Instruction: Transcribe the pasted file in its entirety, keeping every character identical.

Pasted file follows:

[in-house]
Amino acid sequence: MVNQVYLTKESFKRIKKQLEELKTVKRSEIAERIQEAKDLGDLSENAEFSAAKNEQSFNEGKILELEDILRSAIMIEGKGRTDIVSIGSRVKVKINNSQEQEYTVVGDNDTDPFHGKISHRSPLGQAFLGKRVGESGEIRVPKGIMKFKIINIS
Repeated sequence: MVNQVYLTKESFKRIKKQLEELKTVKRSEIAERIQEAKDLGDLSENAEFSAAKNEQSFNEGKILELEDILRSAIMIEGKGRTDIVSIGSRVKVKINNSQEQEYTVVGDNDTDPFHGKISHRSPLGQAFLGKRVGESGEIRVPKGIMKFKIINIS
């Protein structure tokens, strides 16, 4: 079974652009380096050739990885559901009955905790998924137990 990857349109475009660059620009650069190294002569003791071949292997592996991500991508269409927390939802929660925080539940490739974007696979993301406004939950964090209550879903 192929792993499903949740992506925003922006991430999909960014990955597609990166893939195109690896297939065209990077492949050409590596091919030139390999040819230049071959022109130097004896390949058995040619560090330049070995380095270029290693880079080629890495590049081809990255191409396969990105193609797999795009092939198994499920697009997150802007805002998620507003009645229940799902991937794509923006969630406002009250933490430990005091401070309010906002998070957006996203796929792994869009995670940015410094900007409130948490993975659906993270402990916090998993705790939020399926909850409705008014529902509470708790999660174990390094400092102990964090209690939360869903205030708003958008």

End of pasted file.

[in-house]
Amino acid sequence: MVNQVYLTKESFKRIKKQLEELKTVKRSEIAERIQEAKDLGDLSENAEFSAAKNEQSFNEGKILELEDILRSAIMIEGKGRTDIVSIGSRVKVKINNSQEQEYTVVGDNDTDPFHGKISHRSPLGQAFLGKRVGESGEIRVPKGIMKFKIINIS
Repeated sequence: MVNQVYLTKESFKRIKKQLEELKTVKRSEIAERIQEAKDLGDLSENAEFSAAKNEQSFNEGKILELEDILRSAIMIEGKGRTDIVSIGSRVKVKINNSQEQEYTVVGDNDTDPFHGKISHRSPLGQAFLGKRVGESGEIRVPKGIMKFKIINIS
């Protein structure tokens, strides 16, 4: 079974652009380096050739990885559901009955905790998924137990 990857349109475009660059620009650069190294002569003791071949292997592996991500991508269409927390939802929660925080539940490739974007696979993301406004939950964090209550879903 192929792993499903949740992506925003922006991430999909960014990955597609990166893939195109690896297939065209990077492949050409590596091919030139390999040819230049071959022109130097004896390949058995040619560090330049070995380095270029290693880079080629890495590049081809990255191409396969990105193609797999795009092939198994499920697009997150802007805002998620507003009645229940799902991937794509923006969630406002009250933490430990005091401070309010906002998070957006996203796929792994869009995670940015410094900007409130948490993975659906993270402990916090998993705790939020399926909850409705008014529902509470708790999660174990390094400092102990964090209690939360869903205030708003958008």